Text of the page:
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Michigan GOP lawmakers advance $1,500 student grants for learning loss

The Learning Loss Recovery Grant Program would allow students to apply for up to $1,500 for tutoring and other education expenses. Proponents say the initiative will help students catch up after two hard years of the pandemic. Opponents say there are better ways to get students caught up academically. (Shutterstock)

LANSING—Education bills that would provide Michigan families with up to $1,500 per student to address learning loss as a result of the COVID-19 pandemic are one step closer to becoming a law. 

Republicans in House and Senate education committees advanced the bills Tuesday, but Democrats are skeptical and the Michigan Department of Education opposes the legislation. 


If the measures become law, parents would get to choose from a “marketplace” of education vendors to help their students get caught up academically. The Michigan Department of Treasury would hire a company to administer the “learning loss recovery grant program.”


Students could use the money for tutoring, courses, software, curriculum, before- and after-school programming, academic day camps and other education services. The funds could not be used for tuition or expenses at a private school.

Once students are approved to receive grant money, they can select a service and must use the money within a year. 

Rep. Julie Alexander, R-Hanover, is proposing House Bill 5859 while Sen. John Bizon, R-Battle Creek, is proposing Senate Bill 925.

“Each county in our state is unique; as is each child that we were teaching,” Alexander told Bridge Michigan Tuesday afternoon. “So given each community, given each family, a unique set of opportunities is what's important. And ultimately, we hope when we look at the data from the vendors that we will see solid outcomes.”

But Dayna Polehanki, D-Livonia, told Bridge she thinks the program has “layers of red tape” and that a better way to administer an academic-improvement program would be to give money directly to local school districts. 

“I think that's the most direct route and most impactful way to get money to these students,” she said.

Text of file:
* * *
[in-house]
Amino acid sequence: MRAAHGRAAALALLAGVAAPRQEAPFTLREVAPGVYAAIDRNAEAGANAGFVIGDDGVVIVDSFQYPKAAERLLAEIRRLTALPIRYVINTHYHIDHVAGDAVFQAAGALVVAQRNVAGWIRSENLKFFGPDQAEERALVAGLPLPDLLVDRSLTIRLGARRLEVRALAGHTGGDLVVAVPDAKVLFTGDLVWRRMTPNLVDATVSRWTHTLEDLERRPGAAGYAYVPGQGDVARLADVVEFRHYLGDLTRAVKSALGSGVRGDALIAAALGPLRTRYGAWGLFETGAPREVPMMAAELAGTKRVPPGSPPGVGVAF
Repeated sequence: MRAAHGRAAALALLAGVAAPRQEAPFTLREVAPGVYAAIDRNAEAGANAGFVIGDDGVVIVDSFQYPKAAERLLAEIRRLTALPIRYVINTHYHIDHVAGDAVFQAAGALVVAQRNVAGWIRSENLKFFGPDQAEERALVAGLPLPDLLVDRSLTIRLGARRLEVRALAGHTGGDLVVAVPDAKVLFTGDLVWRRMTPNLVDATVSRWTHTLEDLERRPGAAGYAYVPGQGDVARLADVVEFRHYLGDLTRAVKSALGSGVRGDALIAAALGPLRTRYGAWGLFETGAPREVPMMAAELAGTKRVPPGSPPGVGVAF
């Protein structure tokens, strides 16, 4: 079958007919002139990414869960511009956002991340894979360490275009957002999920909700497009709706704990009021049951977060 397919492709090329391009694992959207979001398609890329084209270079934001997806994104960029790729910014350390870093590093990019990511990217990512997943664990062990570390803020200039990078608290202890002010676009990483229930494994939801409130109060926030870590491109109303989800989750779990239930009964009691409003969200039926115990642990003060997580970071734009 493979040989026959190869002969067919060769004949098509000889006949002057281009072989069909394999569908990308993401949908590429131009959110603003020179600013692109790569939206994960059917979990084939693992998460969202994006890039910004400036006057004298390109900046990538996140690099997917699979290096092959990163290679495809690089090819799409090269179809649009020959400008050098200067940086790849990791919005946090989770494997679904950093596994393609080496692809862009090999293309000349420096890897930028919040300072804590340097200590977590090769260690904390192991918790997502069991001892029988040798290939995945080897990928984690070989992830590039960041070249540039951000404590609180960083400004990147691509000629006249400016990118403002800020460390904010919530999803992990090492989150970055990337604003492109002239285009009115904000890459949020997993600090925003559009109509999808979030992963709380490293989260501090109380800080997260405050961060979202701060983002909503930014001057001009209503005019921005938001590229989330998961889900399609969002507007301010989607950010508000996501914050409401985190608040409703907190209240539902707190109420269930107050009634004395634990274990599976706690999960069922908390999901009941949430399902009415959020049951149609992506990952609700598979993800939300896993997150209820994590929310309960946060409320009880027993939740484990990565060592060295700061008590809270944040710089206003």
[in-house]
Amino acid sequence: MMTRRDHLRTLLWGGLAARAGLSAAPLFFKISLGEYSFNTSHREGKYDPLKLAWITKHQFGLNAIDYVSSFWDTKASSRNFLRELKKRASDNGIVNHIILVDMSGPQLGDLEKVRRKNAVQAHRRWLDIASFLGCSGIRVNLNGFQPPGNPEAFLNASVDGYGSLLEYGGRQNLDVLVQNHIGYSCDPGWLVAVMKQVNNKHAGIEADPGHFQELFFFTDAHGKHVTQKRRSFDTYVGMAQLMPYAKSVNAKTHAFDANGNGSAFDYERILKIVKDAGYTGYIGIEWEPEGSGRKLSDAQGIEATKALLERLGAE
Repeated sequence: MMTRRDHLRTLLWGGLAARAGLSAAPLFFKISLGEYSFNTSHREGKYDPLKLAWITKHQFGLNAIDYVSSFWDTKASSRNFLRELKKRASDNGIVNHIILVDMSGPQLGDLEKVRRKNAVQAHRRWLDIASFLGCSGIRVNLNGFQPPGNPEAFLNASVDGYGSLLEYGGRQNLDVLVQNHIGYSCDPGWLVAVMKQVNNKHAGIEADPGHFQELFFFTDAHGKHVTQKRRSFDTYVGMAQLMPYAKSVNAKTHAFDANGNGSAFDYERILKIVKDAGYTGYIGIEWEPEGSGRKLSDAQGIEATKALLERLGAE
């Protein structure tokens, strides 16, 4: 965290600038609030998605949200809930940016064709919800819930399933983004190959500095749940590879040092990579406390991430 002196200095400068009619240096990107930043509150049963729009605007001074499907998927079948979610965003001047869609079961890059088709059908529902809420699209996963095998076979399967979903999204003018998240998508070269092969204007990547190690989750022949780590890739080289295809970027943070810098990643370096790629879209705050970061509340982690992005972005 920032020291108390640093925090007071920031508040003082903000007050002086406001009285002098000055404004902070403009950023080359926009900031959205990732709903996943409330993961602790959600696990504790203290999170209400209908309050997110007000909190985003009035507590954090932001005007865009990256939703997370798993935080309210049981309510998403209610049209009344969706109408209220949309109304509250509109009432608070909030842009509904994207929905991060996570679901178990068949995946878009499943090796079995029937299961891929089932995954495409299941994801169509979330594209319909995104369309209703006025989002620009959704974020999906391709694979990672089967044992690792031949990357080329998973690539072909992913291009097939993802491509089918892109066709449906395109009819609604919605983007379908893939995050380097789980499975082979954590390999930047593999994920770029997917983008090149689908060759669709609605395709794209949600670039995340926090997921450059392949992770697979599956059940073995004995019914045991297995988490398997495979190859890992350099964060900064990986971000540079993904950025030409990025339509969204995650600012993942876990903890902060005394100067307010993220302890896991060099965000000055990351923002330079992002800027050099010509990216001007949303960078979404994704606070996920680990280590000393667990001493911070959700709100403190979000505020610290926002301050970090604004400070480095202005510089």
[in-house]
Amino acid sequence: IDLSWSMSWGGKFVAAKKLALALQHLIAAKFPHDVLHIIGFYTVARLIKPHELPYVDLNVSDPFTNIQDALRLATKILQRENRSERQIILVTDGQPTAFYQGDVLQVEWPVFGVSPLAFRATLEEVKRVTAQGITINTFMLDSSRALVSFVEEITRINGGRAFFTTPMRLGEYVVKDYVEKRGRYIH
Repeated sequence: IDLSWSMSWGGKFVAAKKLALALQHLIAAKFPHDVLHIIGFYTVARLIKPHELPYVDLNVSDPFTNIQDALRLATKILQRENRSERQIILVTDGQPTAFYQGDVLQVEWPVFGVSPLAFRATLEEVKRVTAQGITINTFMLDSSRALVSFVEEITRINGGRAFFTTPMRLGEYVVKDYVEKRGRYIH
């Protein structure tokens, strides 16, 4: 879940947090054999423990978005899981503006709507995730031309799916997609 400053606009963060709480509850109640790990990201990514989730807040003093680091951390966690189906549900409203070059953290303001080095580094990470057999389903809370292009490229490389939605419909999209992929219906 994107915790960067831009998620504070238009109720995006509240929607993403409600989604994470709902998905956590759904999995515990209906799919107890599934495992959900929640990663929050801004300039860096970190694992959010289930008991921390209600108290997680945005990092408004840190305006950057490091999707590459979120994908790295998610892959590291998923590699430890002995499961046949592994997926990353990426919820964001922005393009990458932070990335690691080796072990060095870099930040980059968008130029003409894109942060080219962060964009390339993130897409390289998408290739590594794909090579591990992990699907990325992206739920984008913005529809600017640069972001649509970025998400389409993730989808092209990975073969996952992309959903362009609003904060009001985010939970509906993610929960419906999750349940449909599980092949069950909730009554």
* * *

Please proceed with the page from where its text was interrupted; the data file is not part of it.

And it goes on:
She said she also voted against the bill because it is not clear how much the program would cost or where that money would come from. 

If the program is approved, students who were enrolled in school as of March 9, 2020, when the pandemic arrived in Michigan, and had not received a diploma by that date would be eligible to receive a grant. A previous version of the bill had limited eligibility to students who had spent at least two semesters in a Michigan school since March 9, 2020. 

The state would need to give higher priority to students who can demonstrate “academic deficiency.” Students could use report cards, test scores, teacher recommendations or other items to demonstrate this. If created, the grant program would have at least three rounds of funding with each round including at least 40 percent of grantees living at or below the federal poverty line. 

School districts across Michigan have already submitted plans to use some of their federal COVID-19 relief money on tutoring with some already administering a program this school year, according to district spending plans submitted to the state and obtained by Chalkbeat Detroit. Bridge Michigan is partnering with Chalkbeat Detroit and the Detroit Free Press to report on how schools are spending the historic investment in schools. 

Sen. Jim Runestad, R-White Lake Township, told Bridge Tuesday afternoon he supports the bill because it allows students to get additional help for their academics. He said he has heard from several teachers that some students have weathered the storm of the pandemic well and that they have been resilient.